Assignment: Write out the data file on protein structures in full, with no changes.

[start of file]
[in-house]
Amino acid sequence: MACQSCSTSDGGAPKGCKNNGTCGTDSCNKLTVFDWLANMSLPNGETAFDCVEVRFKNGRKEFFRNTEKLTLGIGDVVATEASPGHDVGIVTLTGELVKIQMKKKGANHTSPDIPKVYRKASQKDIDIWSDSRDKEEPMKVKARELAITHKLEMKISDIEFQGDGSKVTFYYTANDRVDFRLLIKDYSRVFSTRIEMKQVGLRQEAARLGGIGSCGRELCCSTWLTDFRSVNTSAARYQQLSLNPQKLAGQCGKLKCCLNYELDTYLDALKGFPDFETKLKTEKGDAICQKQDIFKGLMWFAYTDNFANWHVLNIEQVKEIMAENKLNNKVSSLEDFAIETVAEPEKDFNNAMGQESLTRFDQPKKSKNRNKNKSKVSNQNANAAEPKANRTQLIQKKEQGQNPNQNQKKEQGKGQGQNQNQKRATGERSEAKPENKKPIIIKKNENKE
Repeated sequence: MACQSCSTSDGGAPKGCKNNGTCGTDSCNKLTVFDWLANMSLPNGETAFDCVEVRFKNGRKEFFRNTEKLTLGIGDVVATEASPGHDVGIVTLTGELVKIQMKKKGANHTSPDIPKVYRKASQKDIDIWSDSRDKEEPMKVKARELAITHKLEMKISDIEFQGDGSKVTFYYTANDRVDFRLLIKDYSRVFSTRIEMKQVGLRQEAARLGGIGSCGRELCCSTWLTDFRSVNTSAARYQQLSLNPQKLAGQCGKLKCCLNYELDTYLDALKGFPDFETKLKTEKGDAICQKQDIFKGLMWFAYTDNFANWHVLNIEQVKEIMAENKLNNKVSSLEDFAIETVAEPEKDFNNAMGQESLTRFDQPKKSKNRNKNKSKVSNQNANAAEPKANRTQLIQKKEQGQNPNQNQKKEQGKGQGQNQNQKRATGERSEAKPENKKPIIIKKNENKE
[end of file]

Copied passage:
[in-house]
Amino acid sequence: MACQSCSTSDGGAPKGCKNNGTCGTDSCNKLTVFDWLANMSLPNGETAFDCVEVRFKNGRKEFFRNTEKLTLGIGDVVATEASPGHDVGIVTLTGELVKIQMKKKGANHTSPDIPKVYRKASQKDIDIWSDSRDKEEPMKVKARELAITHKLEMKISDIEFQGDGSKVTFYYTANDRVDFRLLIKDYSRVFSTRIEMKQVGLRQEAARLGGIGSCGRELCCSTWLTDFRSVNTSAARYQQLSLNPQKLAGQCGKLKCCLNYELDTYLDALKGFPDFETKLKTEKGDAICQKQDIFKGLMWFAYTDNFANWHVLNIEQVKEIMAENKLNNKVSSLEDFAIETVAEPEKDFNNAMGQESLTRFDQPKKSKNRNKNKSKVSNQNANAAEPKANRTQLIQKKEQGQNPNQNQKKEQGKGQGQNQNQKRATGERSEAKPENKKPIIIKKNENKE
Repeated sequence: MACQSCSTSDGGAPKGCKNNGTCGTDSCNKLTVFDWLANMSLPNGETAFDCVEVRFKNGRKEFFRNTEKLTLGIGDVVATEASPGHDVGIVTLTGELVKIQMKKKGANHTSPDIPKVYRKASQKDIDIWSDSRDKEEPMKVKARELAITHKLEMKISDIEFQGDGSKVTFYYTANDRVDFRLLIKDYSRVFSTRIEMKQVGLRQEAARLGGIGSCGRELCCSTWLTDFRSVNTSAARYQQLSLNPQKLAGQCGKLKCCLNYELDTYLDALKGFPDFETKLKTEKGDAICQKQDIFKGLMWFAYTDNFANWHVLNIEQVKEIMAENKLNNKVSSLEDFAIETVAEPEKDFNNAMGQESLTRFDQPKKSKNRNKNKSKVSNQNANAAEPKANRTQLIQKKEQGQNPNQNQKKEQGKGQGQNQNQKRATGERSEAKPENKKPIIIKKNENKE